More Than a Bright Idea
Get A Consultation
Follow Us
Recent Activity
Testimonials

I learned about South Sound Solar from touring a “green” home. Their representatives provided me with an education in the benefits of solar, which have materialized as estimated, and they helped me explain my system to my utility and to my homeowners association. South Sound Solar helped me locate the system to maximize the energy it produced and installed it with a minimum of disruption to my life.

Projects

Learn about our latest and greatest projects

South Sound Solar has done a wide variety of projects throughout the Olympia, Lacey and Tumwater areas as well as in greater Thurston – Lewis – Mason area. Each project is custom designed by our team to fit the needs of our customer.

Normally we don’t recommend a battery back up system; it’s far cheaper to buy a good generator. However, there are situations where battery back up is worth the extra expense. Our new customer out in Little Rock, WA is in a place where the power goes out frequently and will stay out for quite some time. For her, a battery back up system is worth the expense.

Our customer, Laura, writes:

“Many years ago, I read about  the idea of solar power as an alternative energy source. Seemed so simple … capture free power from a source that is always available. As I researched more (how does a system work at night? what about when it’s cloudy?) I realized that solar was a clean, viable option that I would save me money as it powered my home.

“In late 2013, I was able to begin that dream. I called South Sound Solar for more information and decided to ask them out to evaluate my place and give me an estimate. Patrick spent an afternoon taking measurements and gathering information on my energy use and power needs.

“I wanted to stick with local manufacturers, but I also wanted the best that was available, for as we know, technology takes leaps and bounds every day. He spent time going through each page of every manufacturers’ hardware with me, making sure I had what I needed to make a good decision. I went with the California made solar panels and all other hardware was made in Washington.

“Patrick gave me a quote regarding my choices for price, tax incentives and quality of the solar equipment. He explained everything that was available and the pros and cons of every piece of equipment.

“Over the last week, the South Sound Solar crew has been installing my dream system! Any question I ask any member of the team is answered completely and explained in layman’s terms so I can understand! I really appreciate the incredible intelligence each of the team offers in their respective job. It is a pleasure to work with such a knowledgeable and friendly group as South Sound Solar!”

In case you are curious, Laura’s panels are from SunPower, the inverter is Outback and the charger is MidNight.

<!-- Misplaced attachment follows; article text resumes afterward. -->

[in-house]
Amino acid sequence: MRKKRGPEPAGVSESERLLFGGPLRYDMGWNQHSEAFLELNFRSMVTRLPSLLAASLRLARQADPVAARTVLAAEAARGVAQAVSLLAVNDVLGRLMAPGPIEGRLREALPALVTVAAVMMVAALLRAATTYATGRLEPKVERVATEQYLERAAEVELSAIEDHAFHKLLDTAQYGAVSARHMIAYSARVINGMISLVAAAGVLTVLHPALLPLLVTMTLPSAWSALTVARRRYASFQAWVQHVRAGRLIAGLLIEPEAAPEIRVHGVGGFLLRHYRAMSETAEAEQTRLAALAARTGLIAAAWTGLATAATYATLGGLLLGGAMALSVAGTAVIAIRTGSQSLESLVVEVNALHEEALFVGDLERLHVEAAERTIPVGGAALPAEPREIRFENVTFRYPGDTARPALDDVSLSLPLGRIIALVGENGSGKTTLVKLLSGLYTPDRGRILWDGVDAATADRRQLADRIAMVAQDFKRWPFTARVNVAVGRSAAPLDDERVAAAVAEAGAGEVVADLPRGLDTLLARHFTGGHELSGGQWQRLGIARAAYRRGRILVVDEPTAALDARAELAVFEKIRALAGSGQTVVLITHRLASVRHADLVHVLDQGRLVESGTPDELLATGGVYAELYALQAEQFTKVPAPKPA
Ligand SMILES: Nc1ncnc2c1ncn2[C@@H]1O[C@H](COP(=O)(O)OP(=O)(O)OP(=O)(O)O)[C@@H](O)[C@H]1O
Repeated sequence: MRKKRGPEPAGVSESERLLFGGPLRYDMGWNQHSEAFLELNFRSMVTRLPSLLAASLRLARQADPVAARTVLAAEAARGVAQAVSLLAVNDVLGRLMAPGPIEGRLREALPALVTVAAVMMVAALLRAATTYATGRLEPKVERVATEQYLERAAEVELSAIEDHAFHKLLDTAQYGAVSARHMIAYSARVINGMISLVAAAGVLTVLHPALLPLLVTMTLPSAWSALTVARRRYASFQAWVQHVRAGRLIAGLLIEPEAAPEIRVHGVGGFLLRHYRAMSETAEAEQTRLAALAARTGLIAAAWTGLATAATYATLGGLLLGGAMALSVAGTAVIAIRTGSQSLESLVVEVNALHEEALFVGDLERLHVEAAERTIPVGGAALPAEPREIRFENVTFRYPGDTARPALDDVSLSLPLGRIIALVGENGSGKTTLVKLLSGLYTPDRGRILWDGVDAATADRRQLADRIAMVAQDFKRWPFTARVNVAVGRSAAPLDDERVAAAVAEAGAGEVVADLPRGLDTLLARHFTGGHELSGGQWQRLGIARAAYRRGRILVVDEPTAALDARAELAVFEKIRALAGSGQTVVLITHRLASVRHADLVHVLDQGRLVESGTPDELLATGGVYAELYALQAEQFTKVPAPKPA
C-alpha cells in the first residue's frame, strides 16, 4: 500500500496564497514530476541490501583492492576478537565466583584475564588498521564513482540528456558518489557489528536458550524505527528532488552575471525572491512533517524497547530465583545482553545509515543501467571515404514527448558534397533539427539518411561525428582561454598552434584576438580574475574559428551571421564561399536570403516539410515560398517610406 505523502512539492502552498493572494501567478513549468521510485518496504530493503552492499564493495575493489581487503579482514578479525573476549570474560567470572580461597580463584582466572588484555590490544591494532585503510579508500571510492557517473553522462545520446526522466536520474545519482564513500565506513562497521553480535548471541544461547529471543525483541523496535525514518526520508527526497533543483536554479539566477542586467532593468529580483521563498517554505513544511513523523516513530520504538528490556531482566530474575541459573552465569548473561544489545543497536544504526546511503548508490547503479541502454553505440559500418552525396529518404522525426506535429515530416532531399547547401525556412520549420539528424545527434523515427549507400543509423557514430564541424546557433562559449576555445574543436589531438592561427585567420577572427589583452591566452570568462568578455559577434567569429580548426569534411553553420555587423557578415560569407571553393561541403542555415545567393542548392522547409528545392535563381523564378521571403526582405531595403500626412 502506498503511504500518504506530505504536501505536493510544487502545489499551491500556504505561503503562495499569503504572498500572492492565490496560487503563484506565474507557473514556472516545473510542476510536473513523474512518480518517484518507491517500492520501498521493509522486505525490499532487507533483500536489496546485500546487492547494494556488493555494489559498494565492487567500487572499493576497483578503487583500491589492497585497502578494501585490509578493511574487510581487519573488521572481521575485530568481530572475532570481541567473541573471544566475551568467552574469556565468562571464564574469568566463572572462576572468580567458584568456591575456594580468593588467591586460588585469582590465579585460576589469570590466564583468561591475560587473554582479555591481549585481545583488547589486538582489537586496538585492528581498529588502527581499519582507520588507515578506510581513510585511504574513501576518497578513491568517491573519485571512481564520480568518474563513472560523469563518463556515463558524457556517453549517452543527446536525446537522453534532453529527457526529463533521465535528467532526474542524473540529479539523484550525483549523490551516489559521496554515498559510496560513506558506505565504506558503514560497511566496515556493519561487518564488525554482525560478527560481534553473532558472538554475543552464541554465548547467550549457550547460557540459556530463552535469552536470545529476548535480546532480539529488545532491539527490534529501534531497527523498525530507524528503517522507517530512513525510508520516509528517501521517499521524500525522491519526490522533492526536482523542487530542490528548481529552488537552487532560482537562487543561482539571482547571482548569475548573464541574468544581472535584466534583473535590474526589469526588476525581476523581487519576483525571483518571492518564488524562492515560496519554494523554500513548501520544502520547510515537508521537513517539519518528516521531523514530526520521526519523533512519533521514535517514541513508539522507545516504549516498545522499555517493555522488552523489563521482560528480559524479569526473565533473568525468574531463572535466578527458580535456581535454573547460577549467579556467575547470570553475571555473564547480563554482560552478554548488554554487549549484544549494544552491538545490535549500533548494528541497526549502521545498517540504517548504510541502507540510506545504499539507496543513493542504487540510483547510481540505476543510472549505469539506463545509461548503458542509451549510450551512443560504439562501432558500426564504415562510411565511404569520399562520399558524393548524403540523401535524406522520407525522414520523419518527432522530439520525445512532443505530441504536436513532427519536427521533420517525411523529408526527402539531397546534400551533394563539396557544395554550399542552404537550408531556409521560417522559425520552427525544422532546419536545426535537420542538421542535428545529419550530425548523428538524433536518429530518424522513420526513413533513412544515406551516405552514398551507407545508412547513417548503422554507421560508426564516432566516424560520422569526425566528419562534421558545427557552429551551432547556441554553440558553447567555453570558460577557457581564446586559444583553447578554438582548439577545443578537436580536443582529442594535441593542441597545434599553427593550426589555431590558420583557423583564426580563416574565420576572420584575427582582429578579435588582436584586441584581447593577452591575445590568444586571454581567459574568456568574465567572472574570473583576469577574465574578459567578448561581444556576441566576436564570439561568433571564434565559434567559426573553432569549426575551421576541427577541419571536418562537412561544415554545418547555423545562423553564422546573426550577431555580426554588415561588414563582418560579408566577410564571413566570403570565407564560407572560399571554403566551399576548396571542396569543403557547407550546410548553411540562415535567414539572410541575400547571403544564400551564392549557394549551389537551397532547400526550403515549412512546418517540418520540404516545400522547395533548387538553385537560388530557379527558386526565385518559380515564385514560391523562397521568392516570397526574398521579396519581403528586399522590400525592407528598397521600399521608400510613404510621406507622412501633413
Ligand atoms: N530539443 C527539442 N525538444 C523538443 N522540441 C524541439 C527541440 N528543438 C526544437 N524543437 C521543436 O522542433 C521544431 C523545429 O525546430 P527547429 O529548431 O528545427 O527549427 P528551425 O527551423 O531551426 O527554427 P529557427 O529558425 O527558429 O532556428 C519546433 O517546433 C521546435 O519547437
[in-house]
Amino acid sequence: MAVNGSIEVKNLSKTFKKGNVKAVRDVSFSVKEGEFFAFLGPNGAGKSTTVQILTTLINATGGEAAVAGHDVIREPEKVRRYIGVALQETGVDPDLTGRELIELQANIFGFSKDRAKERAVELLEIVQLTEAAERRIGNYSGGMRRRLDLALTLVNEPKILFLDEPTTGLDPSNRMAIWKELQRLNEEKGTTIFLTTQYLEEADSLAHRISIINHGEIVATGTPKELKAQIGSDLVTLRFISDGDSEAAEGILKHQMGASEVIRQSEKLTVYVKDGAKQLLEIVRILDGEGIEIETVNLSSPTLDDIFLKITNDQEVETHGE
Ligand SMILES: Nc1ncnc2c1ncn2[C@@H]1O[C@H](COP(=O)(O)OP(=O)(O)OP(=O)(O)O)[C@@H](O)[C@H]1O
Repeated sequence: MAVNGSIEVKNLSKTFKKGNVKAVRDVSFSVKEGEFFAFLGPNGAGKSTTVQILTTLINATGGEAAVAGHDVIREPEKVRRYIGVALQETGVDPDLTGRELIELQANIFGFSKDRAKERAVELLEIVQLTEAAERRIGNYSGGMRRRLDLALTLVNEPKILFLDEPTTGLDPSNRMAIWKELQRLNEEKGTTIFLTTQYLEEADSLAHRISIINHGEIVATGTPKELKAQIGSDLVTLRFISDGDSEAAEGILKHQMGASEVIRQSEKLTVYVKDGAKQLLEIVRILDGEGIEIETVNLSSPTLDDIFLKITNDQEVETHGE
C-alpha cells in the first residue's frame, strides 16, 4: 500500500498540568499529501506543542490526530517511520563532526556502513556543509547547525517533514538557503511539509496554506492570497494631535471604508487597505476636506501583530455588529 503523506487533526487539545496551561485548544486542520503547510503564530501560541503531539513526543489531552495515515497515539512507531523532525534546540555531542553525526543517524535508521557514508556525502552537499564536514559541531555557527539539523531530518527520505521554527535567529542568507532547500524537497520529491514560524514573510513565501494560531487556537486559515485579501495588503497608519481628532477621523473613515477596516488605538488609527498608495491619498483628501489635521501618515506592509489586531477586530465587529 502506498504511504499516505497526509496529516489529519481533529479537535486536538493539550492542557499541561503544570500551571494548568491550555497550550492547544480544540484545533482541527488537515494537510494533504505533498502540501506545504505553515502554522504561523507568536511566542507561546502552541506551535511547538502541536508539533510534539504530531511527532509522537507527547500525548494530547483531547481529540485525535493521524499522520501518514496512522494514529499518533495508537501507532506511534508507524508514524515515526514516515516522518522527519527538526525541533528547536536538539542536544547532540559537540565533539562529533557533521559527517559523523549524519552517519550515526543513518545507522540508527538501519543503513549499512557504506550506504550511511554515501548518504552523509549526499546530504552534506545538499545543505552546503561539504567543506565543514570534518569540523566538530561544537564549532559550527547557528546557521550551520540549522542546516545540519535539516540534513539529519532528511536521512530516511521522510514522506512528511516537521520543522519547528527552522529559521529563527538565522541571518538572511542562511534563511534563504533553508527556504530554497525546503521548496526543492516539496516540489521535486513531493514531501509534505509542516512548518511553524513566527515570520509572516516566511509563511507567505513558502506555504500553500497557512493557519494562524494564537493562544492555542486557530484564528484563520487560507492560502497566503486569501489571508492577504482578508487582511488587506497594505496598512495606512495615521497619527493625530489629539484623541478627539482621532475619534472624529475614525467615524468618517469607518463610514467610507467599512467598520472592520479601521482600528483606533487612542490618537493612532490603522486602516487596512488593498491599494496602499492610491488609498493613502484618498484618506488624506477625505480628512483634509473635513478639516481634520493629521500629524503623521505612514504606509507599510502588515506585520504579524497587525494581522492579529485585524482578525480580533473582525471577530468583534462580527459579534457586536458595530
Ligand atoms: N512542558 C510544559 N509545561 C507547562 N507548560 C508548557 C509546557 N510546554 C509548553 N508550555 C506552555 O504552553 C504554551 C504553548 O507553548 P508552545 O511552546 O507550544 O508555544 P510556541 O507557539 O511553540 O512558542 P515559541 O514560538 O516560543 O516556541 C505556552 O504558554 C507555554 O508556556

We’re working on another battery back up system! This one has SunPower panels. The rest of the hardware is made in Washington.

SunPowerThe SunPower panels were chosen by our customer because they are the most efficient solar panels on the market. For the solar fans out there, SunPower panels do 345 watts. The next best systems carry 250-270 watts.

Our first recommendation is always Made-in-Washington systems. However, SunPower is optimal when there is only a small amount of square footage available to mount a system. Where there is a small system — especially in this battery back up project — every single inch has to count. And our customer also wanted the best panels available. Who are we to deny that?

When a system combines out-of-state solar products with made-in-Washington products, as in this case, the system isn’t eligible for the highest level of incentives. A system that is completely made in Washington earns 54¢/kWh. This customer is combining made-in-California SunPower panels with an Outback inverter and a MidNite solar charger which are both made in Washington. This system will earn the customer 18¢/kWh.

By the by, SunPower is also the manufacturer of the system we have installed on our office roof. Kirk got it second hand through Craig’s List 5 years ago and it’s keeping our office building at net zero!

A few years ago, Kirk Haffner, president of South Sound Solar, helped source parts and consult on a solar powered snow melter for the Camp Muir climbers’ camp in Mt Rainer National Park.

P1000535Camp Muir is 10,188 feet above sea level. Until a couple years ago, the only water you’d find there was water you packed in yourself. With an elevation gain of 4,788 feet, packing water is a tough thing to do. The park rangers had a design contest amongst themselves to see if they could figure out how to make water for washing and cooking available at Camp Muir safely and cheaply.